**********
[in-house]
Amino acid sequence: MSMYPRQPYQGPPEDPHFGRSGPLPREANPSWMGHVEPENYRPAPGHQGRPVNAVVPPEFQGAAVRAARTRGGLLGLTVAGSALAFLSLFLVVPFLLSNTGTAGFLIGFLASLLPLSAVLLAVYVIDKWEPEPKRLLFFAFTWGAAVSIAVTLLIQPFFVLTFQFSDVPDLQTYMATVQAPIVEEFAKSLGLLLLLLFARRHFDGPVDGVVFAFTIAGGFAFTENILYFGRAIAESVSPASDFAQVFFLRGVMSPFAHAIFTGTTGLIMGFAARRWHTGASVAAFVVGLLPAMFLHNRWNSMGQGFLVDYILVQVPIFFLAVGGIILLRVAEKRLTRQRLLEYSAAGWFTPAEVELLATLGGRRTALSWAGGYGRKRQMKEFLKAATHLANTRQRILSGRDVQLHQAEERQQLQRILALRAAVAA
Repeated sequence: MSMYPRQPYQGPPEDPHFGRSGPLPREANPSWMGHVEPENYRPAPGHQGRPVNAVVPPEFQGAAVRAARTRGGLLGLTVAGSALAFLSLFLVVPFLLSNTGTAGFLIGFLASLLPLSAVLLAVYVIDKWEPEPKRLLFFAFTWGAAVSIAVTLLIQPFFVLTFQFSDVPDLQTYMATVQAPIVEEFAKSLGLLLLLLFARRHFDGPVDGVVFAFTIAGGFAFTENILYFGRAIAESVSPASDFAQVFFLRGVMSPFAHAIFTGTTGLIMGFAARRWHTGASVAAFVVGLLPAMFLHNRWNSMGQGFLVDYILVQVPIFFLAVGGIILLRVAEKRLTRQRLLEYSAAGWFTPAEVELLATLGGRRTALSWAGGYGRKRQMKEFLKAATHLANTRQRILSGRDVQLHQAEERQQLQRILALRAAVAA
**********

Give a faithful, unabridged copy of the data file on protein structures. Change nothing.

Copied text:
[in-house]
Amino acid sequence: MSMYPRQPYQGPPEDPHFGRSGPLPREANPSWMGHVEPENYRPAPGHQGRPVNAVVPPEFQGAAVRAARTRGGLLGLTVAGSALAFLSLFLVVPFLLSNTGTAGFLIGFLASLLPLSAVLLAVYVIDKWEPEPKRLLFFAFTWGAAVSIAVTLLIQPFFVLTFQFSDVPDLQTYMATVQAPIVEEFAKSLGLLLLLLFARRHFDGPVDGVVFAFTIAGGFAFTENILYFGRAIAESVSPASDFAQVFFLRGVMSPFAHAIFTGTTGLIMGFAARRWHTGASVAAFVVGLLPAMFLHNRWNSMGQGFLVDYILVQVPIFFLAVGGIILLRVAEKRLTRQRLLEYSAAGWFTPAEVELLATLGGRRTALSWAGGYGRKRQMKEFLKAATHLANTRQRILSGRDVQLHQAEERQQLQRILALRAAVAA
Repeated sequence: MSMYPRQPYQGPPEDPHFGRSGPLPREANPSWMGHVEPENYRPAPGHQGRPVNAVVPPEFQGAAVRAARTRGGLLGLTVAGSALAFLSLFLVVPFLLSNTGTAGFLIGFLASLLPLSAVLLAVYVIDKWEPEPKRLLFFAFTWGAAVSIAVTLLIQPFFVLTFQFSDVPDLQTYMATVQAPIVEEFAKSLGLLLLLLFARRHFDGPVDGVVFAFTIAGGFAFTENILYFGRAIAESVSPASDFAQVFFLRGVMSPFAHAIFTGTTGLIMGFAARRWHTGASVAAFVVGLLPAMFLHNRWNSMGQGFLVDYILVQVPIFFLAVGGIILLRVAEKRLTRQRLLEYSAAGWFTPAEVELLATLGGRRTALSWAGGYGRKRQMKEFLKAATHLANTRQRILSGRDVQLHQAEERQQLQRILALRAAVAA